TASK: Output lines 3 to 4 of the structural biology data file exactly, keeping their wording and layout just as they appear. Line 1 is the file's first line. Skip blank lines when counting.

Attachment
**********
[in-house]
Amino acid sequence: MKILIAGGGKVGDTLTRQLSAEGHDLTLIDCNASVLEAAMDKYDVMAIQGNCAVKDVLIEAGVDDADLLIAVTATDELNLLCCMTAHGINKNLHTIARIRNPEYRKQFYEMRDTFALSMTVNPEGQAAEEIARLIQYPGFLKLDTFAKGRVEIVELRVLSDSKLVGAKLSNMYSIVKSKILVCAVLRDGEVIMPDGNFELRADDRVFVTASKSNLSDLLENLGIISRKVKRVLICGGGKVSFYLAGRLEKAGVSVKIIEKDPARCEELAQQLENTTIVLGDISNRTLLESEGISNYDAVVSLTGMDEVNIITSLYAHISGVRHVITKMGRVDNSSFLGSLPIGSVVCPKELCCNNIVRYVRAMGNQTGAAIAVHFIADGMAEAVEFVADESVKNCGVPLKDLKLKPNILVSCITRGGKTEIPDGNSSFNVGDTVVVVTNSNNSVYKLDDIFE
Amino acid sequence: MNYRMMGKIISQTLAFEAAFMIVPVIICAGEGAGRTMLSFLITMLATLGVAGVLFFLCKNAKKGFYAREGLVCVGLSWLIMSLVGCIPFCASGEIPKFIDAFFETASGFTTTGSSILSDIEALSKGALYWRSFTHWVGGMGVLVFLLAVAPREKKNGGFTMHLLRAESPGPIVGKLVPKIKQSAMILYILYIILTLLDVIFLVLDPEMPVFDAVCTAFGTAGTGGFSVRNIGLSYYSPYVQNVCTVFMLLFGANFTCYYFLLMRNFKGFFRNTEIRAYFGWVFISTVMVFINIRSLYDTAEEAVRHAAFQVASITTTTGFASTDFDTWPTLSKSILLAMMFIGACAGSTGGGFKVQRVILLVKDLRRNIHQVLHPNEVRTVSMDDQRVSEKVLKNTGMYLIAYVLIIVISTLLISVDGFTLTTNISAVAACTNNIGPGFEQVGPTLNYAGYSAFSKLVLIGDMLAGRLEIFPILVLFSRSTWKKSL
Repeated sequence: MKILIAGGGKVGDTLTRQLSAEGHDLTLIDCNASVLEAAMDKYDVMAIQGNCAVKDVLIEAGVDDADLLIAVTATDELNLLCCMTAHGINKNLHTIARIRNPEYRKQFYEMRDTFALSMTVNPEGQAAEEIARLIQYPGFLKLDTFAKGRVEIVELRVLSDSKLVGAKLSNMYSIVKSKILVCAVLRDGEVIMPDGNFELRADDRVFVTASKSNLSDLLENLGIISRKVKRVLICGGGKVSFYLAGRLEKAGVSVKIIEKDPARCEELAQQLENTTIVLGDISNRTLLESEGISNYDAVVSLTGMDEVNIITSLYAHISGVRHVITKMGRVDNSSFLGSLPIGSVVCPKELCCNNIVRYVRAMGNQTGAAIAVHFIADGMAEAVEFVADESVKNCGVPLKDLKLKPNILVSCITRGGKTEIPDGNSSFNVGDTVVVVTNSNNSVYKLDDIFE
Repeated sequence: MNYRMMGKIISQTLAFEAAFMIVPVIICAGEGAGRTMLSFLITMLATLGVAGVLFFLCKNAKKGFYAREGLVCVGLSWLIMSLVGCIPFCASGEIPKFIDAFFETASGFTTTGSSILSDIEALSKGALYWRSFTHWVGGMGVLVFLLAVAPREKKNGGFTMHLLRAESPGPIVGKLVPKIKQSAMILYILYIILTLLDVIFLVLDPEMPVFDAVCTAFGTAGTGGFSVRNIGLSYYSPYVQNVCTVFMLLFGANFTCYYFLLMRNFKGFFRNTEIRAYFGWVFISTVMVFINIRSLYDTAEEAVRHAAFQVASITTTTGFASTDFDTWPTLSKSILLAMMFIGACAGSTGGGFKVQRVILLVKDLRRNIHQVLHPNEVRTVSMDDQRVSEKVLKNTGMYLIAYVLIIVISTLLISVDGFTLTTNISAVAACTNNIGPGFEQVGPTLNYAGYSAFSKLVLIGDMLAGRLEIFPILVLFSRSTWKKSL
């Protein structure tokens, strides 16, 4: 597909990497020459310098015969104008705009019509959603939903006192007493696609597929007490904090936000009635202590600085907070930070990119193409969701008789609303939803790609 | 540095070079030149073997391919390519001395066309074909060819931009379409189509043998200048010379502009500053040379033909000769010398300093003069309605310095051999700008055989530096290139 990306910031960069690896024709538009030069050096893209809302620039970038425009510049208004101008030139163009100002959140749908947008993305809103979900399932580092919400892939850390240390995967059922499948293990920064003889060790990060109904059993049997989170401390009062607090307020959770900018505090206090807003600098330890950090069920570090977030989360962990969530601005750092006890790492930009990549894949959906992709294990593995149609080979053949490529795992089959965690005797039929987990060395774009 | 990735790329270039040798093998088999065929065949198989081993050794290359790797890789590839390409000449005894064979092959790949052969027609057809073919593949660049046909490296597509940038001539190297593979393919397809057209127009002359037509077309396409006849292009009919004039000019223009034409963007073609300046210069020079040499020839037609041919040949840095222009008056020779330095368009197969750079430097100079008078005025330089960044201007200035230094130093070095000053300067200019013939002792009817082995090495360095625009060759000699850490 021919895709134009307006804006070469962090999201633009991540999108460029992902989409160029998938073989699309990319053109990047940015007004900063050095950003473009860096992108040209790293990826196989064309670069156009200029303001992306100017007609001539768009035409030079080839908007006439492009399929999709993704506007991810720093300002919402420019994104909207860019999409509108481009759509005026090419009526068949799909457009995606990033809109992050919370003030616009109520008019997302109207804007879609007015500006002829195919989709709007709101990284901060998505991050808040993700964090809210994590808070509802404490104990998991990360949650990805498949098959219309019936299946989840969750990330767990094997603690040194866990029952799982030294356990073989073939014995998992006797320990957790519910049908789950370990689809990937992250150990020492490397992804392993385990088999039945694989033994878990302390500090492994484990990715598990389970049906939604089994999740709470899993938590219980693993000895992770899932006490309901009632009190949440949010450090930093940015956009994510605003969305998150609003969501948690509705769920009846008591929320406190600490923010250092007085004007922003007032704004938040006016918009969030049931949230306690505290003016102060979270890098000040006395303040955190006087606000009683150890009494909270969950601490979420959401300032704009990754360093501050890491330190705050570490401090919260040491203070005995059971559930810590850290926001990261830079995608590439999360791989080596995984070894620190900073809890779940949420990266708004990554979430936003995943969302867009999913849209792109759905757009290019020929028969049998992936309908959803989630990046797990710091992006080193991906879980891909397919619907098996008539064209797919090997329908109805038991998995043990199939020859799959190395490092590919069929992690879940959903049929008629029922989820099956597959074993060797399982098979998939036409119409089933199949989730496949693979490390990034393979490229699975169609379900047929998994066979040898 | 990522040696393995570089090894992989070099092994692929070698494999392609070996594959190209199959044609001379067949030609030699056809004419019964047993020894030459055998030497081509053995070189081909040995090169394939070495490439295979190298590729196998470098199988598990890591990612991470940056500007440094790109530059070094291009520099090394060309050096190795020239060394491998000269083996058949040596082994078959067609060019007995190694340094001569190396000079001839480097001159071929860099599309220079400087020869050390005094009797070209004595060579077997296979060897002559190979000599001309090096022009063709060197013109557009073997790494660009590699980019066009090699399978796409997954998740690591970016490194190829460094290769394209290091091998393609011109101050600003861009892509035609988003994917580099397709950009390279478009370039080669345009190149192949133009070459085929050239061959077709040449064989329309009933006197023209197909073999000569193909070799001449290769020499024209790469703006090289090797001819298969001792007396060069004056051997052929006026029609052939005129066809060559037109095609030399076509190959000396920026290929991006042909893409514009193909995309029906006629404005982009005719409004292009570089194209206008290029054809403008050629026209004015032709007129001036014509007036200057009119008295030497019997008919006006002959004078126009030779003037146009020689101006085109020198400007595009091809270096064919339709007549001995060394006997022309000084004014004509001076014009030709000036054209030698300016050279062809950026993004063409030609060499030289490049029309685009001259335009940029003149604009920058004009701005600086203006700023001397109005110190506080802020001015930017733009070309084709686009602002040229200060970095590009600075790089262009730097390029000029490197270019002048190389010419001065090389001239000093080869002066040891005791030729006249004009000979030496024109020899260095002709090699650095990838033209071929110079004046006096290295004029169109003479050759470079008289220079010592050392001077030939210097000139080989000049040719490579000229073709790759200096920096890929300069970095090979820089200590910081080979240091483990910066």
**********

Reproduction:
Amino acid sequence: MNYRMMGKIISQTLAFEAAFMIVPVIICAGEGAGRTMLSFLITMLATLGVAGVLFFLCKNAKKGFYAREGLVCVGLSWLIMSLVGCIPFCASGEIPKFIDAFFETASGFTTTGSSILSDIEALSKGALYWRSFTHWVGGMGVLVFLLAVAPREKKNGGFTMHLLRAESPGPIVGKLVPKIKQSAMILYILYIILTLLDVIFLVLDPEMPVFDAVCTAFGTAGTGGFSVRNIGLSYYSPYVQNVCTVFMLLFGANFTCYYFLLMRNFKGFFRNTEIRAYFGWVFISTVMVFINIRSLYDTAEEAVRHAAFQVASITTTTGFASTDFDTWPTLSKSILLAMMFIGACAGSTGGGFKVQRVILLVKDLRRNIHQVLHPNEVRTVSMDDQRVSEKVLKNTGMYLIAYVLIIVISTLLISVDGFTLTTNISAVAACTNNIGPGFEQVGPTLNYAGYSAFSKLVLIGDMLAGRLEIFPILVLFSRSTWKKSL
Repeated sequence: MKILIAGGGKVGDTLTRQLSAEGHDLTLIDCNASVLEAAMDKYDVMAIQGNCAVKDVLIEAGVDDADLLIAVTATDELNLLCCMTAHGINKNLHTIARIRNPEYRKQFYEMRDTFALSMTVNPEGQAAEEIARLIQYPGFLKLDTFAKGRVEIVELRVLSDSKLVGAKLSNMYSIVKSKILVCAVLRDGEVIMPDGNFELRADDRVFVTASKSNLSDLLENLGIISRKVKRVLICGGGKVSFYLAGRLEKAGVSVKIIEKDPARCEELAQQLENTTIVLGDISNRTLLESEGISNYDAVVSLTGMDEVNIITSLYAHISGVRHVITKMGRVDNSSFLGSLPIGSVVCPKELCCNNIVRYVRAMGNQTGAAIAVHFIADGMAEAVEFVADESVKNCGVPLKDLKLKPNILVSCITRGGKTEIPDGNSSFNVGDTVVVVTNSNNSVYKLDDIFE